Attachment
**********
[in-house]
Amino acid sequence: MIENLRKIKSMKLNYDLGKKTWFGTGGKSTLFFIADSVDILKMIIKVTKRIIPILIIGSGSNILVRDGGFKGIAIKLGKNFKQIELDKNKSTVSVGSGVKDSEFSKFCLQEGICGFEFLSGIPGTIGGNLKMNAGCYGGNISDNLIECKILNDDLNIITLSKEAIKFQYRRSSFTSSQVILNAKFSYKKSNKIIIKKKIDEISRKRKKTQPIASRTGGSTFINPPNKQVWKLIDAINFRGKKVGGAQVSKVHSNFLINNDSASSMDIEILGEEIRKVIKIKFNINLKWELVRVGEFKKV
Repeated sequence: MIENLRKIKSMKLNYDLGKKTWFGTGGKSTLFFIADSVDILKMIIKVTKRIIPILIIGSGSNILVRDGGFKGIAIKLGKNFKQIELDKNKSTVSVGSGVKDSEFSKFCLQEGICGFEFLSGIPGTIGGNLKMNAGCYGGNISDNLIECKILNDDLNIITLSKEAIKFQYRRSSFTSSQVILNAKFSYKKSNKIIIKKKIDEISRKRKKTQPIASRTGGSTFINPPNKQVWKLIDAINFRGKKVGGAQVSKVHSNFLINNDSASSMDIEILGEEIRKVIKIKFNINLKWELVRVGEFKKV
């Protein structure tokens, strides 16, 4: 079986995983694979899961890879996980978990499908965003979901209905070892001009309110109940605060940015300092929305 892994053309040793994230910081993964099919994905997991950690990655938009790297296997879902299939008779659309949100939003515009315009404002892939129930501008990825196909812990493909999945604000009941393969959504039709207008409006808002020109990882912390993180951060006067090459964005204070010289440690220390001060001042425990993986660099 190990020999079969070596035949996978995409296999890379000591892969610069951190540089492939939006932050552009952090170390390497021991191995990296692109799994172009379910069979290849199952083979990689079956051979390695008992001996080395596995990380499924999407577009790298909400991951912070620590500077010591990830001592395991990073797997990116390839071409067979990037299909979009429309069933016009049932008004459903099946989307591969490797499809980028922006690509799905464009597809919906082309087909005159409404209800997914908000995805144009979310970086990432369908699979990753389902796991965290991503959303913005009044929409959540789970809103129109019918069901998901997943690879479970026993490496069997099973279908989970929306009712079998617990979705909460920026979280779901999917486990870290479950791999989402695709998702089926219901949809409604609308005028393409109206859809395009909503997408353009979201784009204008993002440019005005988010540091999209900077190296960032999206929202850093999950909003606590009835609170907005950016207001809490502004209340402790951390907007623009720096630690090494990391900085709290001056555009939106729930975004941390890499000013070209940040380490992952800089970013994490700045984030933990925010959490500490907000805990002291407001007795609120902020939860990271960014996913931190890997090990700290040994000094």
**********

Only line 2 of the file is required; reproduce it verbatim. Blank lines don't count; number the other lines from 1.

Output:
Amino acid sequence: MIENLRKIKSMKLNYDLGKKTWFGTGGKSTLFFIADSVDILKMIIKVTKRIIPILIIGSGSNILVRDGGFKGIAIKLGKNFKQIELDKNKSTVSVGSGVKDSEFSKFCLQEGICGFEFLSGIPGTIGGNLKMNAGCYGGNISDNLIECKILNDDLNIITLSKEAIKFQYRRSSFTSSQVILNAKFSYKKSNKIIIKKKIDEISRKRKKTQPIASRTGGSTFINPPNKQVWKLIDAINFRGKKVGGAQVSKVHSNFLINNDSASSMDIEILGEEIRKVIKIKFNINLKWELVRVGEFKKV